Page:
Increase Your Sales By Marketing Product Features And Benefits

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It doesn’t matter if you’re selling the best product on the market if you can’t tell a prospect exactly how that product will benefit them. It’s not enough to tell them everything it does. “It slices! It dices! It makes perfect coffee!” That’s the mistake most reps make. Why? Because the features – the slicing, the dicing, the perfect coffee – are only half of the product presentation equation.

Understanding The Difference Between Features and Benefits

Slicing, dicing, and perfect coffee are the features of the product. They are what the product does. To the rep, who spends day in and day out with his product, what those features mean to the end-user tends to seem very obvious. Still, the fact is that the customer doesn’t know the product like you, the rep, know the product. You, the rep, are also asking the customer to absorb a huge amount of information in a short period of time about something which may, or may not, even be very interesting to them. You have to catch the customer’s attention with what that feature will do for them – the benefit to them.

One of the ways intermediaries create value is to highlight the benefits of a product to potential customers

Features and benefits should always be paired. “It slices,” (feature) “so you can make excellent home-cooked french fries if you want” (benefit). “It dices,” (feature), “and what this will do for you is make sure you don’t ever have to tear up while cutting an onion again” (benefit). “It makes perfect coffee. Didn’t you mention you loved coffee? It’s hard to get coffee, just right, isn’t it? This will get it right for you.”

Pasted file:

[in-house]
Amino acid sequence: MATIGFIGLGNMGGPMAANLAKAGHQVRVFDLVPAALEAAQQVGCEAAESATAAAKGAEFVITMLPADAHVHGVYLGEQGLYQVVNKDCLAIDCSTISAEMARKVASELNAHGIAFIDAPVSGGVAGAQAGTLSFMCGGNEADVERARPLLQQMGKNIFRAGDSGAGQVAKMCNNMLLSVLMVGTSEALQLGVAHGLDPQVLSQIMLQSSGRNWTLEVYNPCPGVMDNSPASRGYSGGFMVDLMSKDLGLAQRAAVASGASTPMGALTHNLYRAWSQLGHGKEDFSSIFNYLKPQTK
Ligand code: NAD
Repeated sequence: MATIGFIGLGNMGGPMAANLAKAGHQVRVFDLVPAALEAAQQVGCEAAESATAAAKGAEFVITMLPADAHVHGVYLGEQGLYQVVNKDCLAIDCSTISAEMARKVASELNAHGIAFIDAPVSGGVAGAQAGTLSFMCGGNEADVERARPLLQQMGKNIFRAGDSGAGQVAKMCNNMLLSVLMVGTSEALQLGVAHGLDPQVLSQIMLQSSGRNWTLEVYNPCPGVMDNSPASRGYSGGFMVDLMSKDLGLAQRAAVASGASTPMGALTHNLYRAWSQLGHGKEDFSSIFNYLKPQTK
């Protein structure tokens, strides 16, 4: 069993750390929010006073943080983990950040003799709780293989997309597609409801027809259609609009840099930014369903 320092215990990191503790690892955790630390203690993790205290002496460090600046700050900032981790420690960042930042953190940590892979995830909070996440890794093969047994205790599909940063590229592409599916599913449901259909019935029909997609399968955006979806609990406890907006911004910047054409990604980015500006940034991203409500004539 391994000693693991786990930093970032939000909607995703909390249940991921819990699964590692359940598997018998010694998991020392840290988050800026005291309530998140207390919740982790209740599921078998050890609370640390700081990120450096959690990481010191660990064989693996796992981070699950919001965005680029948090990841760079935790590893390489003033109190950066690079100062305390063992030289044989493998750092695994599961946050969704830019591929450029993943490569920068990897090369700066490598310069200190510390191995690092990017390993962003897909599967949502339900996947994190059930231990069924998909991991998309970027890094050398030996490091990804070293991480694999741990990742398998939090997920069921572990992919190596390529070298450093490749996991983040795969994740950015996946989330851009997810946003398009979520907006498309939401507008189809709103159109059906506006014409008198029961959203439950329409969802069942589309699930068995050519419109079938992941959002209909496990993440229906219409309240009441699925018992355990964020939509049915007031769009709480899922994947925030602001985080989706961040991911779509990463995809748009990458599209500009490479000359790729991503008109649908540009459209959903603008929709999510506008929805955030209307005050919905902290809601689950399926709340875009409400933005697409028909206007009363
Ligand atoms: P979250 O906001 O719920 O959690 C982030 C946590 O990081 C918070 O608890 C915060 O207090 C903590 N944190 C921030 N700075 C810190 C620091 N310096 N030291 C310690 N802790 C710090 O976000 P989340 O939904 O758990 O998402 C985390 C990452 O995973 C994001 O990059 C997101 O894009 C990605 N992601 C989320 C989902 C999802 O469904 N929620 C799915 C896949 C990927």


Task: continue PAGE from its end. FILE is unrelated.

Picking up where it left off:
You can be sure you’re doing this by watching the transition statements. If you are just listing a bunch of features, it will sound very staccato. You’ll be saying things like, “It has all-wheel drive. Anti-lock breaks. Very comfy seats.”

Properly displaying the features and benefits of your product means you have to put a little thought into it. You have to sit down and ask yourself what all these bells and whistles really mean. Then? You have to communicate it to your customer. Watch for these transitions to ensure you really are communicating:

“It has all-wheel drive, which means you’ll be able to take this car up tougher terrain than a normal vehicle.”

“The car comes with anti-lock breaks. What these do for you is ensure you and your family’s safety by making sure that your breaks don’t catch on you at a crucial moment.”

“Do you see these seats? Aren’t they comfortable? Don’t you deserve a smooth, luxurious drive like this one?”

This keeps you from droning on. You’re not just waxing poems about your product now; you are directly tuning into your prospect’s wants, needs, desires. You’re bringing it back to the prospect with every sentence out of your mouth. You’re making it about the prospect with every sentence out of your mouth.

Man Standing Beside Man Holding Gray Club
Image source: Pexels.com

The real value of marketing information lies in how it is used to shape the consumer’s perception

It is important to research the likely desires and needs of potential customers. This type of information can help sales representatives direct their efforts towards building value for the product from the consumer’s point of view. After all, if the potential customer does not value the product, they are unlikely to spend any money on it. Consumer purchasing behavior tells us that people will only buy something that they perceive to be beneficial, even if the truth is far from that. So focus on the benefits of your products if you want to make more sales.

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